Days without Number, Paperback
2 out of 5 (1 rating)


Some secrets are best kept hidden...Nick Paleologus is summoned to resolve a dispute that threatens to tear his family apart.

His father, Michael, is a retired archaeologist and supposed descendant of the last Emperors of Byzantium.

Michael has received a hugely generous offer for the family home in Cornwall, but refuses to sell - and refuses to divulge why.

But soon the stalemate between Nick's siblings and their father is tragically broken. And only then do they discover why their father was bound to protect the house at all costs.

Their desperate efforts to conceal the truth drag them into a deadly conflict with an unseen and unknown enemy.

Soon, Nick realises the only chance they have of escaping from their persecutor's trap is to hunt this ruthless adversary down.

But the hunt involves excavating a terrible secret from their father's past. And once that secret is known, nothing will ever be the same again.


  • Format: Paperback
  • Pages: 448 pages
  • Publisher: Transworld Publishers Ltd
  • Publication Date:
  • Category: Thriller / suspense
  • ISBN: 9780552164900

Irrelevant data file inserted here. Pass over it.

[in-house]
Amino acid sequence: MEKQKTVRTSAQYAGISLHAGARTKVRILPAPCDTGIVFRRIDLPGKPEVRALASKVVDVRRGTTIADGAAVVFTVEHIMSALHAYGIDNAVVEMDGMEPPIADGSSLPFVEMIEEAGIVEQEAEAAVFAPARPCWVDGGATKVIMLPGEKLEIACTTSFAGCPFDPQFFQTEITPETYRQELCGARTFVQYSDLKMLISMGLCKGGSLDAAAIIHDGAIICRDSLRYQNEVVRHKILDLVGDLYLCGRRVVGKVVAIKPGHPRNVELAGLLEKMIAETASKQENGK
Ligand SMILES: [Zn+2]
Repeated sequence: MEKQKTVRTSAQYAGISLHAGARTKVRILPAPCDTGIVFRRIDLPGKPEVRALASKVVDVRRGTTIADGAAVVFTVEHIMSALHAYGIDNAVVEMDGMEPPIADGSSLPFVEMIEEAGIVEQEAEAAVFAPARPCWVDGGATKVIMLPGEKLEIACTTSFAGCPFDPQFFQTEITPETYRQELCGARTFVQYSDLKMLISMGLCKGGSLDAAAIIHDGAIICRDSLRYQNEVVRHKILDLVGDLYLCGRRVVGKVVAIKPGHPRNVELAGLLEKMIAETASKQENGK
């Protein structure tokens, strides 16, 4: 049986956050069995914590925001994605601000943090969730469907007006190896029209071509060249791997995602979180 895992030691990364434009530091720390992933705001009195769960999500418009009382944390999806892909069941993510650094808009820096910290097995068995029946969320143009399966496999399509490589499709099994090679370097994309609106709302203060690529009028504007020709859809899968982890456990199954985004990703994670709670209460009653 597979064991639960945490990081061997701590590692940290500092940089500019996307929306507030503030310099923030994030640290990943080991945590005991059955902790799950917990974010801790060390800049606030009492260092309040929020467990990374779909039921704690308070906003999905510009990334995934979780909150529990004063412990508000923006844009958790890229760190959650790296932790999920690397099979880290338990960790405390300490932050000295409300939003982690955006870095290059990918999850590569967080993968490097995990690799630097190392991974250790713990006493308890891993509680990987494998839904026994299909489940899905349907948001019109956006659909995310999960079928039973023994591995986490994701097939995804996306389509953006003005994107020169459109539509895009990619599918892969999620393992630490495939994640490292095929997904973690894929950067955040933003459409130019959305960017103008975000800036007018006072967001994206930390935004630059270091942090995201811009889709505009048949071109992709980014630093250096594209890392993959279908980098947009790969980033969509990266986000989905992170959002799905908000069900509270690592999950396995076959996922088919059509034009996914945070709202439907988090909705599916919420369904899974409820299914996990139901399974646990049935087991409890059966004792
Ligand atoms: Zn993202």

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St Neots, Landulph, Minnions, Saltash and probably the best known of them all Tintagel. Places that I knew and had visited while growing up in Cornwall, plus Plymouth on the English side of the border where I worked for several years on leaving school. So faced with a 7 train journey back home to visit family (thats 7 hour in one direction so the same coming back) I decided to pick up a book which was although by an author I had not previously read but was at least set in Cornwall in an attempt to rekindle some long lost memories. Something which definately happens more and more as you grow greyer.Nick Paleologus returns to Cornwall supposedly to attend a family birthday but once there finds that his siblings have ulterior motives for his presence and latterly unearths, literally, a family secret which could threaten them all. OK the premise is very good and the Cornish scenery and atmosphere is spot on but once the story and Nick leaves Cornwall, about 300 pages in, so the story begins to unravel becoming involved with old professors,Crusades and Knights Templar and all that hokum. Eventually Nick and his brother Basil end up in Venice where both are captured by the baddie in the piece who conveniently, ala Blofeld in James Bond, tells them his motives for what he have done and what he intends to do later. With a rather tame ending, Nick is not really a hero but is rather led through the book like a bull with a ring through his nose.The book runs along at a cracking pace and there are plenty of plot twists and turns (a few rather laboured) but it was longer than it needed to be and just seemed yet another of those books jumping on the Da Vinci Code (absolute dross IMHO) bandwagon. If like me you are looking to something to kill some hours away while travelling and enjoy conspiracy theories then it is fine but don't expect some lightning bolt of inspiration. That said I would be willing to give Goddard another go to see whether this is typical or atypical of his works just not yet.

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